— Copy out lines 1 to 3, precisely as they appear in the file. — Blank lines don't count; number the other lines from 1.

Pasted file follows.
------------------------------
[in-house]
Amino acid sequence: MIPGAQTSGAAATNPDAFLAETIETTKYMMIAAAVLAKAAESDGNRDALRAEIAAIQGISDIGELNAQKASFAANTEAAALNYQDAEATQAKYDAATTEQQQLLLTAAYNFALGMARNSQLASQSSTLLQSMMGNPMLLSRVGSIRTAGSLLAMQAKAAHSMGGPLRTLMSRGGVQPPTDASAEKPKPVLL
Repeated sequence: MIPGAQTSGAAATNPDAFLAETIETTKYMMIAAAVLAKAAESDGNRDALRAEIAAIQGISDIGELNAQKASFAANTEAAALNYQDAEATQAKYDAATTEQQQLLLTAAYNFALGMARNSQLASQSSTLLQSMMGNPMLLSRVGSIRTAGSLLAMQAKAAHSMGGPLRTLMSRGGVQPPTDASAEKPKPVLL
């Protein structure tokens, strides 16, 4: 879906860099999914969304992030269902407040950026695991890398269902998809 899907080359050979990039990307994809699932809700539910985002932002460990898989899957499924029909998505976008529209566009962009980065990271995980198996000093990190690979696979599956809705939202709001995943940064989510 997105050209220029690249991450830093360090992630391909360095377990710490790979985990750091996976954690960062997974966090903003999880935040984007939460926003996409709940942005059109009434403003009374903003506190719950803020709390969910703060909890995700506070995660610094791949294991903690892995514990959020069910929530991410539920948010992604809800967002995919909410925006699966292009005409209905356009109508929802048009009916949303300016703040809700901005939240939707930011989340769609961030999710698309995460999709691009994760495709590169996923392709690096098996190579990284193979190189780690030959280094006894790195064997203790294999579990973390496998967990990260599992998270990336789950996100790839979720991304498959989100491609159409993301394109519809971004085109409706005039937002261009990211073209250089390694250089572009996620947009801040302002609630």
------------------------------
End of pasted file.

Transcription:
[in-house]
Amino acid sequence: MIPGAQTSGAAATNPDAFLAETIETTKYMMIAAAVLAKAAESDGNRDALRAEIAAIQGISDIGELNAQKASFAANTEAAALNYQDAEATQAKYDAATTEQQQLLLTAAYNFALGMARNSQLASQSSTLLQSMMGNPMLLSRVGSIRTAGSLLAMQAKAAHSMGGPLRTLMSRGGVQPPTDASAEKPKPVLL
Repeated sequence: MIPGAQTSGAAATNPDAFLAETIETTKYMMIAAAVLAKAAESDGNRDALRAEIAAIQGISDIGELNAQKASFAANTEAAALNYQDAEATQAKYDAATTEQQQLLLTAAYNFALGMARNSQLASQSSTLLQSMMGNPMLLSRVGSIRTAGSLLAMQAKAAHSMGGPLRTLMSRGGVQPPTDASAEKPKPVLL